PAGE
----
AKT: I do, too. And the doubling is something that happens in dreams all the time. Identities aren’t fixed at all. You constantly combine people in dreams. The spiral in the end is such a fantastic image. I particularly like how some of the photos are blown away. They are all blown in one direction, which shows that it’s the wind, that it wasn’t you.
SN: It was the wind.
AKT: There’s nothing artificial, it’s marvellous.
SN: What’s really interesting, it was Jean-Claude’s idea that she would absolutely put the photographs on the ground and it’s so much like my work. For me, what is really interesting is that for a woman that struggled between her Iranian own personal history, and her father’s execution, her whole history of losing the mother - all those photographs are her family photographs. Yet the photographing of American people. The idea of making the spiral with her own family photos and eventually leading to Americans, it really for me culminates about the theme of the film, which is about our humanity.
SN: What she suffers from, what her nightmares are, what haunts her, are really not that different than what Isabella Rossellini, what Jackie [Robin Bartlett], who is worried about being invaded by foreigners, or Betty who’s worried about death or whatever, feel. What I felt strongly about is, in the end her transformation is about her discovery. This is what it’s all about, our fears are common human anxieties and experiences.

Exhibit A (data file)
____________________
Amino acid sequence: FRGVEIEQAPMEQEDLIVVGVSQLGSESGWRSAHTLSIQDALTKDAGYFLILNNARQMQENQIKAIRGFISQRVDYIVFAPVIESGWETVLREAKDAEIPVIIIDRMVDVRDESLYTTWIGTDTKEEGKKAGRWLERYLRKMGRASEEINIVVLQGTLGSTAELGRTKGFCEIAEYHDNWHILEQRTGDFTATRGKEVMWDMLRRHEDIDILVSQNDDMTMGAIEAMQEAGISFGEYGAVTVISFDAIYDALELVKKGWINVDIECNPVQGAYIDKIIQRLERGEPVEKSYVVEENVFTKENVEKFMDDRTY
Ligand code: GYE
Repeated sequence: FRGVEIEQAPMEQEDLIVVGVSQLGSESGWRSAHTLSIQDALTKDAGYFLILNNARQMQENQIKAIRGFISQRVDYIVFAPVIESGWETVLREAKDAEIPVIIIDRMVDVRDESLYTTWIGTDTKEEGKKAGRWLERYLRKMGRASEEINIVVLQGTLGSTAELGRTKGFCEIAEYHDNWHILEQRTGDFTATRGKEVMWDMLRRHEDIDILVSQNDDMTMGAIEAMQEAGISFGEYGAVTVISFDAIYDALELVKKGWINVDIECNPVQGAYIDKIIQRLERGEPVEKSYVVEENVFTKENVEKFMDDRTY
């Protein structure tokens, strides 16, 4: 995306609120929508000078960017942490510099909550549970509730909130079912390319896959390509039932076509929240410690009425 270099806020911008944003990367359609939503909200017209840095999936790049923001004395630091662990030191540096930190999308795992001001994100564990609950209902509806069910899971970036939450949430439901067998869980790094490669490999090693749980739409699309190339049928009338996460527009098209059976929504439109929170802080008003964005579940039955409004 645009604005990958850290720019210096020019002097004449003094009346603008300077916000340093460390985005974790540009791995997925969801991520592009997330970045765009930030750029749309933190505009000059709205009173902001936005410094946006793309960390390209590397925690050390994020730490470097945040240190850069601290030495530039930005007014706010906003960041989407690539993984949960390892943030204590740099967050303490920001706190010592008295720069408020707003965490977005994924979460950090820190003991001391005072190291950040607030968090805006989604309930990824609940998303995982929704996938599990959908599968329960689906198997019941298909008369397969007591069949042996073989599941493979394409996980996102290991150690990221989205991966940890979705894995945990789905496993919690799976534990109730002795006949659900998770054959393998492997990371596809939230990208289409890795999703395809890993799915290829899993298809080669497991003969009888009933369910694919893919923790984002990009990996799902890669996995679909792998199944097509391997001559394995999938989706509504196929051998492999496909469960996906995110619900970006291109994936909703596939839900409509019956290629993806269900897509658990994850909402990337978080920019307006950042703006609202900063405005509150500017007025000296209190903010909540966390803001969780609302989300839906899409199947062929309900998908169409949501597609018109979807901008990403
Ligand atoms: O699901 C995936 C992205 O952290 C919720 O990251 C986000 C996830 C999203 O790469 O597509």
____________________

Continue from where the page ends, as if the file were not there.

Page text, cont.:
And the faces of the people are the testimony of that. This was my hope, that people stay away from the political messages and just come to this note that we are just faces on that landscape that is so vast. And we are little minuscule dots but we’re all there and we’re full of fears.
AKT: And full of dreams, and our dreams are so similar too.
SN: And then we die. And in the end we made the tribute to Jean-Claude who died. That to me was very chilling because we were talking about that and he created this scene. And he’s gone with the wind, you know? I always get tears in my eyes when I see that. It was his creation and his name comes at the end. I was thinking about putting his own picture, of course digitally, because he was alive when we were shooting. Anyway, that was the meaning of the scene for me.
AKT: It’s very powerful to see his name there in the end. Volker Schlöndorff sent me a beautiful tribute when he died about his work with him.
SN: Yes, I know you published it.
SN: He was in New York for a retrospective at MoMA a few years ago.
AKT: Yes, I know. I couldn’t make it then.
Coming up - Shirin Neshat on Matt Dillon and The Ink Spots, Sam Shepard, American iconography, Sheila Vand and the costumes, a peacocking Isabella Rossellini, filming in New Mexico in November 2020, nightingales and Iranian poetry, and the composer Michael Brook.
Land of Dreams World Premiere screening at the Venice International Film Festival is on Thursday, September 2. Expected to attend: Shirin Neshat, Shoja Azari, Sheila Vand, Matt Dillon, William Moseley, Christopher McDonald, and most likely Anna Gunn.